Thanks for bringing some balance to the coverage of religion topics by including the viewpoint of a Christian scholar like Craig. It’s too bad that established Christian scholars like Craig (and I could list many others)tend to be ignored when it comes to debates over the big questions. Glad to see this debate highlighted.

  7. Sarah says . . . | July 14, 2012 / 10:57 am

    Silly little humans. They actually think they have the capacity to answer such questions. What arrogant monkeys!

  8. sgtoox says . . . | July 14, 2012 / 2:52 pm

    Yeah, Craig’s only shortcoming was bringing up the Resurrection. It seemed out of place considering the topic of the debate. But Laurence Krauss’s “Universe from Nothing” doesn’t address the underlying fundamental reasoning behind any of Craig’s points. It only begs the question further; whether you subscribe to Krauss ideas or even something like M-theory, the nature of the question “where did it come from, how did it get there” remains unanswered.

  9. Brian says . . . | July 15, 2012 / 12:47 pm

    @sgtoox actually the arguments that you say support Craig also undermine his arguments. If they must be applied to scientific arguments then they also be applied to theology and the idea of god.

  10. sgtoox says . . . | July 15, 2012 / 3:21 pm

    @Brian NO, the scientific nature of the principals presented in both Staus and M-Theory do not address rudimentary questioning on the actual beginning of things. Multiverse theory, string theory, and the inevitable quantum existence theories do not nor do they attempt to answer the question Craig is getting at in the ontological argument of “from whence does it come?” THe scientific endeavors explaining the beginnings of things only strive to explain what is potentially observale and testable (with the exception of multiverse theories which has no way of being tested and isn’t a truly scientific idea in the first place)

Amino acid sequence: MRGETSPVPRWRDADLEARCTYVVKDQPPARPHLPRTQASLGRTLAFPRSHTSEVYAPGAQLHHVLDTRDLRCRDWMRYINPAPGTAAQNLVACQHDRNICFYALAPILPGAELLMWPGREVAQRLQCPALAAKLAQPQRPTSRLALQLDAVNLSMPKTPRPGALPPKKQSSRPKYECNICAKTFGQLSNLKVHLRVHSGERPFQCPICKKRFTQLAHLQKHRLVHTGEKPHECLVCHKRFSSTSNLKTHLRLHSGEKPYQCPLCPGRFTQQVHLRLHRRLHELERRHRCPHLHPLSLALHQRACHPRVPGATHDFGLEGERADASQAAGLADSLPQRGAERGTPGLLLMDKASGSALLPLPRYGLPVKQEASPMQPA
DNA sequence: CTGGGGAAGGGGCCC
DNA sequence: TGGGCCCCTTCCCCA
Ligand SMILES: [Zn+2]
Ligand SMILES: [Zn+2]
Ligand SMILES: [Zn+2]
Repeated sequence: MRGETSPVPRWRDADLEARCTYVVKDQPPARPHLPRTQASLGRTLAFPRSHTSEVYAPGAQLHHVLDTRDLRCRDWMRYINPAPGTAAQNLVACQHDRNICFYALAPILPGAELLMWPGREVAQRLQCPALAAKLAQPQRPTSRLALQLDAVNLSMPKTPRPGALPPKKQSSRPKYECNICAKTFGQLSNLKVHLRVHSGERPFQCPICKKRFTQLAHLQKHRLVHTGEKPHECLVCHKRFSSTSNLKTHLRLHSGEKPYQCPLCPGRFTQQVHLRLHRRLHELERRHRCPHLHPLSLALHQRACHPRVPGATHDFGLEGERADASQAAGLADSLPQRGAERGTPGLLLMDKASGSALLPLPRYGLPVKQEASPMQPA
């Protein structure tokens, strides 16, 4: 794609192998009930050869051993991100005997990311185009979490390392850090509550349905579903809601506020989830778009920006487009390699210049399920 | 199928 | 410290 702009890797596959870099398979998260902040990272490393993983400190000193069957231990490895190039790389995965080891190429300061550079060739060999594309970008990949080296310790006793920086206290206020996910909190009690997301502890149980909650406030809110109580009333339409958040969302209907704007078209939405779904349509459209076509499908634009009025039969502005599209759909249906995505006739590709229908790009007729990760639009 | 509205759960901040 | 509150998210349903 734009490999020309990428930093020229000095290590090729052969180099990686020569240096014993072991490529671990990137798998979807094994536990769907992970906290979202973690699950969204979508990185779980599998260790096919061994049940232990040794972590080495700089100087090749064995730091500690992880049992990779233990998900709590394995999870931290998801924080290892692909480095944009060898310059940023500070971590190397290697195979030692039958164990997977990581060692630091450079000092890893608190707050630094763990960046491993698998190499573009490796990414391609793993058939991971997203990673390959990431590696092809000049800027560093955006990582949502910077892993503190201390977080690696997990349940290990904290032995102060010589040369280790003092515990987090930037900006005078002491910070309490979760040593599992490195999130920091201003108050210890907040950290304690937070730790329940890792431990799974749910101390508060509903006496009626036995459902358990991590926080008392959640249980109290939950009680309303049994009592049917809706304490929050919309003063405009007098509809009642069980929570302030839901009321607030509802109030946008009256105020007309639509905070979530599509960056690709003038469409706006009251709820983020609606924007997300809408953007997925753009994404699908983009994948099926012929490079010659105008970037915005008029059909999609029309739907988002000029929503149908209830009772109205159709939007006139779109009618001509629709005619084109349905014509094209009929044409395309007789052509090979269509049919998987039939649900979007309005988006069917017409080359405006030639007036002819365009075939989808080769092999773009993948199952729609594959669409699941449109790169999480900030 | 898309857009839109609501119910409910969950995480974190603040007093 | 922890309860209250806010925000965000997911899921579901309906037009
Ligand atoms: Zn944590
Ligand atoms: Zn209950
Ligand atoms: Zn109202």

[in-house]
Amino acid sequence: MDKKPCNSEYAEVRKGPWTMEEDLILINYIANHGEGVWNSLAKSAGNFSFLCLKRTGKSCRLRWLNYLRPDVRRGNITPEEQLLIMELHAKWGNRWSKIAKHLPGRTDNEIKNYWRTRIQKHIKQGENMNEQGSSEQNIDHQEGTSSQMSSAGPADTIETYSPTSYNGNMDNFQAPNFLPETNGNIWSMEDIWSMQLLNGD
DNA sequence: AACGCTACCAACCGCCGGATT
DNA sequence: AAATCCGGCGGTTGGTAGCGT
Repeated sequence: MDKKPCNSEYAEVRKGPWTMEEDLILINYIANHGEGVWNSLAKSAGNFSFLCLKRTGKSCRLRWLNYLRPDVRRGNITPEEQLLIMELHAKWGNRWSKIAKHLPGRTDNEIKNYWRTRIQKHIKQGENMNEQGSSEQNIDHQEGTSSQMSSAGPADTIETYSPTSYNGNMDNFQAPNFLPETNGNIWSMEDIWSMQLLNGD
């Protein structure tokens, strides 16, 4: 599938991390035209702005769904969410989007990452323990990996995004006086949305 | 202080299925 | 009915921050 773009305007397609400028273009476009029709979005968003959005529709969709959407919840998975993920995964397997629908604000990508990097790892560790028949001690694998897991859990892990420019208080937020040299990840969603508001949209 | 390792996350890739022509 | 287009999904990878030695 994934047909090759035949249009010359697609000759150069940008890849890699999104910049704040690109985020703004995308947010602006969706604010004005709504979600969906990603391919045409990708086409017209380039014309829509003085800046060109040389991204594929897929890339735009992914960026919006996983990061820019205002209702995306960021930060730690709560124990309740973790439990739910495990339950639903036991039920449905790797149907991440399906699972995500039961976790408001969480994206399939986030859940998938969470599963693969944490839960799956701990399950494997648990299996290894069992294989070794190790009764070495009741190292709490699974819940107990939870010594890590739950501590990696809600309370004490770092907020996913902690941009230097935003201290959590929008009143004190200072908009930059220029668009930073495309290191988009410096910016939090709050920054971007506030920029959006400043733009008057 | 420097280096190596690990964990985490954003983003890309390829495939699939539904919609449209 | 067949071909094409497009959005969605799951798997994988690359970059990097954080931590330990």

The reason Hitchens did not bring any of those up is because they do not attempt to answer the questions posed here. Don’t overestimate the jurisdiction of scientific endeavor; there is a reason that the lieks of the chaps working at CERN and people like Einstein always explicitly say that their findings should have no bearing on the various theologies and what not, just as the theologies have no bearing on their ventures. There is some overlap, but very minimal amounts.

  11. George Charpied says . . . | September 23, 2012 / 6:37 pm

    To all,
    Dr. Craig was not successful in his defense of the question at hand. By positing his own arguments and suppositions, all of which were teleologic, he did not have, nor want, to address Hitchens’ critique. His ending comment about the Age of Reason freeing people failing is nonsense, and really pulpit fodder. Belief, metaphysics, as Kant pointed out, is like conspiracy theory, a moving target. His arguments sound modern, but they are not, simply warmed over Scholasticism. His smug use of the term ‘rational’ was misplaced when defending his own suppositions. He continually relied on catechism-like tropes to make his points. Rational argument is not teleogic when predicated on logic. I think Hitchens was more aware of his audience and allowed his opponent a few clean blows. GLC

  12. kittie says . . . | February 6, 2013 / 12:55 pm

    Hitchens left nothing on the table. I think he answered all of the points when he said twice – “you are free to believe that”…. meaning to me, that he thought it was nonsense to even bother with it and had more important issues to discuss. Also when Hitch talked about evidence needing to be extraordinary to prove extraordinary claims – then stated that there was no such evidence – again he just dismissed the claim for lack of evidence. He was as subtle as I have ever seen him be, but really what do you say to someone who insists their god is real because the book written by his followers says so…. He says the only real arguments that need answering are ones that can be proven… again answering Craigs philosophical claims to a true god that can’t be proven..

  13. John Mize says . . . | February 7, 2014 / 9:25 am

    Craig never answered Hitchin’s question about why an uncreated Creator makes more sense than an uncreated Creation. Therefore all Craig had was wishful thinking and a presumption that God exists. Sorry, William. Nothing is revealed, and we agnostics who don’t pretend to know the truth with a capital T win, and you lose.